A recent Washington Court of Appeals decision helps clear up the obligations of excess insurers for losses occurring over many years when multiple insurance policies were in effect. Many businesses have two layers of insurance: “primary” insurance, which pays for losses up to a certain dollar amount, and then “excess” insurance, which kicks in if losses are so great that the primary insurance coverage amount is exhausted before the insured is fully compensated for the loss.
But what happens where the loss occurs over a decade during which the insured had multiple different primary and excess insurance policies–does the insured need to exhaust its primary coverage in each policy year in order to access the excess coverage?
The Court of Appeals’ August 23, 2021 ruling in Gull Industries v. Granite State Insurance Company answered that question “no”. This was a lawsuit brought by a gas station operator, Gull Industries, against multiple insurance companies seeking coverage for environmental contamination caused at 200 gas stations over 50 years. The spillage occurred gradually in the normal course of running the gas stations: customers spilled gas while filling their cars, supply trucks spilled gas while filling up storage tanks, and storage tanks gradually seeped gas into the ground. The company faced liability for the environmental contamination including lawsuits at 24 sites and regulatory action at 19 sites.
A main issue in the case was when and if Gull’s excess insurer, Granite State Insurance Company, had to start paying for the environmental contamination. That depended on when Granite State’s primary insurance was considered to have been exhausted. Gull argued this should be viewed for each policy year individually; in other words, as soon as one policy year’s worth of primary coverage was exhausted, Granite State’s excess obligation kicked in regardless of whether there was primary coverage in other policy years.
Granite State disagreed, claiming that its excess coverage was not in play until all of the first level coverage in every policy year of the many decades of contamination was exhausted. The trial court agreed with Granite State. Gull appealed.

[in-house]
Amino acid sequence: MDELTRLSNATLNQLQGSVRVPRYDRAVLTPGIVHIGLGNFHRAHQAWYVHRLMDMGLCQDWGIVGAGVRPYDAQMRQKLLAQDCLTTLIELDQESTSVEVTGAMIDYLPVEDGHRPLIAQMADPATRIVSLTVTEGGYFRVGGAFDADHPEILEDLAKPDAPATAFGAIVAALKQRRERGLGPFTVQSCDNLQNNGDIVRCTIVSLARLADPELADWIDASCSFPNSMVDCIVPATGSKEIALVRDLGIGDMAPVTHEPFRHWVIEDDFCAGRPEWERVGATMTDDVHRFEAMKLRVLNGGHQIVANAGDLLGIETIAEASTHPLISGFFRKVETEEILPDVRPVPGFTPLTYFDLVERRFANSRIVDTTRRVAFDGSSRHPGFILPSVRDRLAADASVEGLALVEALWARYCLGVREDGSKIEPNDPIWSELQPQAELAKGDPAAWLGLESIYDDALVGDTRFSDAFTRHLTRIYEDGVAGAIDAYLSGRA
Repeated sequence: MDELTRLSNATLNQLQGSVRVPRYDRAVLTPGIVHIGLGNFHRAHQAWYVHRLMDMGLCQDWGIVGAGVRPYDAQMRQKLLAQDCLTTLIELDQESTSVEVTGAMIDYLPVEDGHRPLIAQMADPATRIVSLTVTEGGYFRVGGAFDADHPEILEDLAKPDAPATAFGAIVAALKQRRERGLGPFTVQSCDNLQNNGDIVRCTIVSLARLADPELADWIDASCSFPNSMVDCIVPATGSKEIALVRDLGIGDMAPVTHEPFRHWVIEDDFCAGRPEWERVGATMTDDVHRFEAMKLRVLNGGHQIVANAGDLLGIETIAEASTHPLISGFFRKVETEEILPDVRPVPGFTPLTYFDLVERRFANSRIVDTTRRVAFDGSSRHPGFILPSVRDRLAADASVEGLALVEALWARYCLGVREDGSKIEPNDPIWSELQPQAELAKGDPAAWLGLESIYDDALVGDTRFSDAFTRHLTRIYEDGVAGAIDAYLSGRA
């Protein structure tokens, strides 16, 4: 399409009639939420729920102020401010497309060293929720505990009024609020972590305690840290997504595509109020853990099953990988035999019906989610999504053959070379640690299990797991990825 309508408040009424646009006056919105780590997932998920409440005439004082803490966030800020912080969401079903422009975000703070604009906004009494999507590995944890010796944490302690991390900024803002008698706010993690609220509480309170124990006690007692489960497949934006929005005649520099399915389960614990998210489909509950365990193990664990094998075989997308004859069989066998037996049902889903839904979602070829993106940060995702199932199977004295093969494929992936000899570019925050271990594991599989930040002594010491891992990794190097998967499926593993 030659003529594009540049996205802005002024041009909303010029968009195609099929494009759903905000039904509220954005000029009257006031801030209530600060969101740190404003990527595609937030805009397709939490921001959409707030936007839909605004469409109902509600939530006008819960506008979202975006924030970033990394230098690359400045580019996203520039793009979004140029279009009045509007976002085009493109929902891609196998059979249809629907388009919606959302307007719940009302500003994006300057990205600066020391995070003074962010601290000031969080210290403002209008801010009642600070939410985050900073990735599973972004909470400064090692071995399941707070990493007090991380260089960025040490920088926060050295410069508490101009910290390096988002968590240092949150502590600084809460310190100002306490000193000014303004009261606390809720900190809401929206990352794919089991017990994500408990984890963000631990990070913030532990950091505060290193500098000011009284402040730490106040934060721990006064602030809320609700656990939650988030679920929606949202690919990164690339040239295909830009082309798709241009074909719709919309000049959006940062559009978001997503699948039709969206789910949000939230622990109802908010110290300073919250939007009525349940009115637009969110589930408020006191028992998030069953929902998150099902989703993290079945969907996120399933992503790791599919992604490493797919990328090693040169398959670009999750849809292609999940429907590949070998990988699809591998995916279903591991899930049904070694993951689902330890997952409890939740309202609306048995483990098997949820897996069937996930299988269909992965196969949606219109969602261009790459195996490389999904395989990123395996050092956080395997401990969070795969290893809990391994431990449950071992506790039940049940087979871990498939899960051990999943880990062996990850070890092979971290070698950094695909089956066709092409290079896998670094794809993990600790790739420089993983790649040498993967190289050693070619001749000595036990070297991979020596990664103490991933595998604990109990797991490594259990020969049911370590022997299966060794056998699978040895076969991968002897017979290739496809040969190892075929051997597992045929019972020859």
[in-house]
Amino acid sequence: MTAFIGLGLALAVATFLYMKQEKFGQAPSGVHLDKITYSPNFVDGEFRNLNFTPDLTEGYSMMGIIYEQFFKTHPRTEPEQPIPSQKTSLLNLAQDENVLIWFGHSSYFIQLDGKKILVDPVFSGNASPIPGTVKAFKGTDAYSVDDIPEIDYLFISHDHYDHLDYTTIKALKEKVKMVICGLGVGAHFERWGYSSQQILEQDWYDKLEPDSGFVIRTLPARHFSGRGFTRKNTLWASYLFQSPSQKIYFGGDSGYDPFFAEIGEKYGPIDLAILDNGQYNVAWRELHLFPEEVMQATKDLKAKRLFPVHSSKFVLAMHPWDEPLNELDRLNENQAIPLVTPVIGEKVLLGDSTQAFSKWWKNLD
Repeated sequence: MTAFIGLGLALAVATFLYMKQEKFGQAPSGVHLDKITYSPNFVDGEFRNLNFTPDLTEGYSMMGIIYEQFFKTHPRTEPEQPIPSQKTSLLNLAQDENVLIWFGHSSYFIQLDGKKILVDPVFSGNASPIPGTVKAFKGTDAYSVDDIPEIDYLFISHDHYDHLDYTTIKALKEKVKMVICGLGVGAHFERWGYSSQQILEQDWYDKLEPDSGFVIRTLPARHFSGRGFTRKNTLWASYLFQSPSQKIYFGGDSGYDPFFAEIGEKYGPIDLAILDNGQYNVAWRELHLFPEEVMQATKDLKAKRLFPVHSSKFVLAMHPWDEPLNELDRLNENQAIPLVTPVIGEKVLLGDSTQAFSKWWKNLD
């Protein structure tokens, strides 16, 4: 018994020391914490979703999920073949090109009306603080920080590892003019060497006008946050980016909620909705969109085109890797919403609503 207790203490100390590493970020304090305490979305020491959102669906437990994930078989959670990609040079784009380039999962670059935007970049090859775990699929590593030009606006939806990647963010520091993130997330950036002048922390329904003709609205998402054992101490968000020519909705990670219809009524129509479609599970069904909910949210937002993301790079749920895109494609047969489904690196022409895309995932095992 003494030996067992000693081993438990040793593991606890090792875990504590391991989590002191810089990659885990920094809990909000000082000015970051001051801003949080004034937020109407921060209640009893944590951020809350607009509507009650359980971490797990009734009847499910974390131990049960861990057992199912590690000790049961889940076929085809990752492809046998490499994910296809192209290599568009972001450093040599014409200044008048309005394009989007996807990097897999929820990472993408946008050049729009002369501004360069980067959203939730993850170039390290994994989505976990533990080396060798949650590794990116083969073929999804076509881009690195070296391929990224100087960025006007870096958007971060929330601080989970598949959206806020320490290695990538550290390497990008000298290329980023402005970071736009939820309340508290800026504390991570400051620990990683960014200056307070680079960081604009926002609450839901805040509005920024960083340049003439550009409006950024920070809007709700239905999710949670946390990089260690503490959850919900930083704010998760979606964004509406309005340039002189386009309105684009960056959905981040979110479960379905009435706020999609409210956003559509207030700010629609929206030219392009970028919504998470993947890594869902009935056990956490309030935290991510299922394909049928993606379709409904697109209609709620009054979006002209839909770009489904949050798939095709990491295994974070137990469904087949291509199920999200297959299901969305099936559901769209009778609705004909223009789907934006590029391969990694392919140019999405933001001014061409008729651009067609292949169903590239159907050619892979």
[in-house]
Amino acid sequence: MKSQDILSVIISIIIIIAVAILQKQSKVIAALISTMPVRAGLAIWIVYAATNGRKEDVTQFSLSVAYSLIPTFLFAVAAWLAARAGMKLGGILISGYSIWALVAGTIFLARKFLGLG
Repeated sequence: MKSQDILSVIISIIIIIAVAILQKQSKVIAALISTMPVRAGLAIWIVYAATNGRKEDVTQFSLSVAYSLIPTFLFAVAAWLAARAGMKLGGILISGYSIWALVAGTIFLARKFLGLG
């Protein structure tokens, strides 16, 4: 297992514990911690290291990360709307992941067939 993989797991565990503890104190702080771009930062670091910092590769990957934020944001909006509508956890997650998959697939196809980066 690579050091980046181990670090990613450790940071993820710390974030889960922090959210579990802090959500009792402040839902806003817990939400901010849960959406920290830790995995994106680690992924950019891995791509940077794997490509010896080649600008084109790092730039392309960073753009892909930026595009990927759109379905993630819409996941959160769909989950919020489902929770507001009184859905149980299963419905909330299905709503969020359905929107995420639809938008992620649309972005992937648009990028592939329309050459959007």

The Court of Appeals ruled that the trial court erred when it accepted Granite State’s argument that Gull had to exhaust its primary coverage in every year before Granite State had any excess insurance obligations. The court noted the absence of Washington State caselaw on this question. But it relied on a California Supreme Court ruling that decided the issue using the same rules of insurance policy interpretation applied in Washington State.
The California Supreme Court found that the most natural reading of similar insurance policy language means that the excess coverage kicks in whenever the primary coverage is exhausted in the same policy year, regardless of what happened in other coverage periods. The court also pointed out that requiring an insured to prove it exhausted primary coverage in multiple policy years creates unreasonable obstacles to an insured seeking coverage and undermine the insured’s reasonable expectations.
The Court of Appeals found this reasoning persuasive. It emphasized the importance of the reasonable expectations of the insured in interpreting insurance policies. It also noted that requiring the insured to prove it exhausted the primary limits of every policy period of a multi-decade loss would unreasonably require the insured to sue over coverage obligations of different primary policies that was not anticipated when it purchased the excess policy.
This ruling is a good reminder that Washington State courts will interpret insurance policies to give effect to reasonable expectations of coverage over impractical and overly technical readings of the policy fine print.